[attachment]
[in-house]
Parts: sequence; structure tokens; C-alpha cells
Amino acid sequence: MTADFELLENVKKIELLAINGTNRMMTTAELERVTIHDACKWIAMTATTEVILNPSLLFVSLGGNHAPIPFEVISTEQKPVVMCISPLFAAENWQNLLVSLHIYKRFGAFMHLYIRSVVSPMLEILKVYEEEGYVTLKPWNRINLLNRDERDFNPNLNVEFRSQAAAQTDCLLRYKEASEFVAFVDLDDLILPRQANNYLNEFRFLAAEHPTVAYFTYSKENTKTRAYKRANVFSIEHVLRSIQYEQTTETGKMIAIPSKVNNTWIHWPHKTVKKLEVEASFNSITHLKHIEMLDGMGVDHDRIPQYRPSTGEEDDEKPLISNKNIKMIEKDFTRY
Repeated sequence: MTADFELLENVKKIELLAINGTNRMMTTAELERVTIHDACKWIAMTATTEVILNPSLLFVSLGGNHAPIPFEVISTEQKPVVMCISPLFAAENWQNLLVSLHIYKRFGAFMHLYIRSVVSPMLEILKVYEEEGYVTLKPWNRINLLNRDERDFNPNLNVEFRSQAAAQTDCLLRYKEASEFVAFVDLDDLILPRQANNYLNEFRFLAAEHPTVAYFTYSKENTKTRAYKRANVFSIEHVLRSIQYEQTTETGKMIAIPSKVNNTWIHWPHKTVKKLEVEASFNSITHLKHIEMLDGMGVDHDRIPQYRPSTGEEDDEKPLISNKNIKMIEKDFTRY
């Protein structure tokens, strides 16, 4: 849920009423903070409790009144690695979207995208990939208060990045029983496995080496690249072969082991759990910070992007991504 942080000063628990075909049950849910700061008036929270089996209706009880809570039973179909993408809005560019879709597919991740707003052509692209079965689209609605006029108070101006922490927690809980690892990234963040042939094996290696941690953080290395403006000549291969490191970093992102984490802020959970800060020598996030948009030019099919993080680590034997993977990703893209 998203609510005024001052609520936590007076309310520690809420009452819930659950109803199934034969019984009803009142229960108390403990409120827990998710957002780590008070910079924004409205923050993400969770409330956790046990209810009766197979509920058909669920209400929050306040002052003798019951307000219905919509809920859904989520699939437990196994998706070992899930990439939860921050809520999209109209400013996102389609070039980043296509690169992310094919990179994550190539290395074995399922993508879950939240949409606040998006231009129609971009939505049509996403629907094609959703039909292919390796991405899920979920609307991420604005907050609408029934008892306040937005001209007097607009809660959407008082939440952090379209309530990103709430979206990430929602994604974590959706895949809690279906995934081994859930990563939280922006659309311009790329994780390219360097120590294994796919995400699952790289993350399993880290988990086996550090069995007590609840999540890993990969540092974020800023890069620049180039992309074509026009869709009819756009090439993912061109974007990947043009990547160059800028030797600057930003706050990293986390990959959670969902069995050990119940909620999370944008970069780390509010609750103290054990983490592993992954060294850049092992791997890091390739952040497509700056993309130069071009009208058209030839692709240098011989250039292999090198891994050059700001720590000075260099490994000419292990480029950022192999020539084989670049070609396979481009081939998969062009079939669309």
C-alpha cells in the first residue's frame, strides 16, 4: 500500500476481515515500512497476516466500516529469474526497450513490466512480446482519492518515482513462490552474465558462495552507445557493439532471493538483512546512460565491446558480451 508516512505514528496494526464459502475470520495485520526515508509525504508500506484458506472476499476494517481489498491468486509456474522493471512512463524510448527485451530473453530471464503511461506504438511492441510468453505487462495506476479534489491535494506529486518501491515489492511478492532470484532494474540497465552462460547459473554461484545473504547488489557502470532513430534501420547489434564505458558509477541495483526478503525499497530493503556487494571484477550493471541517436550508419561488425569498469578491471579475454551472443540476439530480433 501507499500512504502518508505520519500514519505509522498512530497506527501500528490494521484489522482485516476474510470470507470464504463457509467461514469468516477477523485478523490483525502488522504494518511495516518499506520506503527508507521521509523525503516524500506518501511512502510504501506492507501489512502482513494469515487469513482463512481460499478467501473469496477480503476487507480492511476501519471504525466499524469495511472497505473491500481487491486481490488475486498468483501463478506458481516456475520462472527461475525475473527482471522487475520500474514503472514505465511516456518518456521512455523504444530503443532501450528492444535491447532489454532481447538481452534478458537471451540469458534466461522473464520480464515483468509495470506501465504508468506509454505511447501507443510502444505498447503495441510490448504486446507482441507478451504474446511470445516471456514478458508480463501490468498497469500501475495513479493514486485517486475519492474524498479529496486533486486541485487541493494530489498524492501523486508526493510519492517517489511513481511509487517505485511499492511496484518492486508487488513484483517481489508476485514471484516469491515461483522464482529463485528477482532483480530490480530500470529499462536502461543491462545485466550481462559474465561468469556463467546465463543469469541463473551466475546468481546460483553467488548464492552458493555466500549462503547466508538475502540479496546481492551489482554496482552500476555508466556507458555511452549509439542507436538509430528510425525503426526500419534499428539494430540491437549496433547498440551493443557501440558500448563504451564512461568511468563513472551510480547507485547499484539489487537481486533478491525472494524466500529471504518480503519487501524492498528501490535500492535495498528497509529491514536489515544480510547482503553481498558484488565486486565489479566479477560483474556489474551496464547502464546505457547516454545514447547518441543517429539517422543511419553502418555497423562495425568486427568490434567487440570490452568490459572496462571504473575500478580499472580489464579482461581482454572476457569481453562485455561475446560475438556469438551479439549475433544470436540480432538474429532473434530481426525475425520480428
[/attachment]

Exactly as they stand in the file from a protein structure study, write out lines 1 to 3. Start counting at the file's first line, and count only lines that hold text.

[in-house]
Parts: sequence; structure tokens; C-alpha cells
Amino acid sequence: MTADFELLENVKKIELLAINGTNRMMTTAELERVTIHDACKWIAMTATTEVILNPSLLFVSLGGNHAPIPFEVISTEQKPVVMCISPLFAAENWQNLLVSLHIYKRFGAFMHLYIRSVVSPMLEILKVYEEEGYVTLKPWNRINLLNRDERDFNPNLNVEFRSQAAAQTDCLLRYKEASEFVAFVDLDDLILPRQANNYLNEFRFLAAEHPTVAYFTYSKENTKTRAYKRANVFSIEHVLRSIQYEQTTETGKMIAIPSKVNNTWIHWPHKTVKKLEVEASFNSITHLKHIEMLDGMGVDHDRIPQYRPSTGEEDDEKPLISNKNIKMIEKDFTRY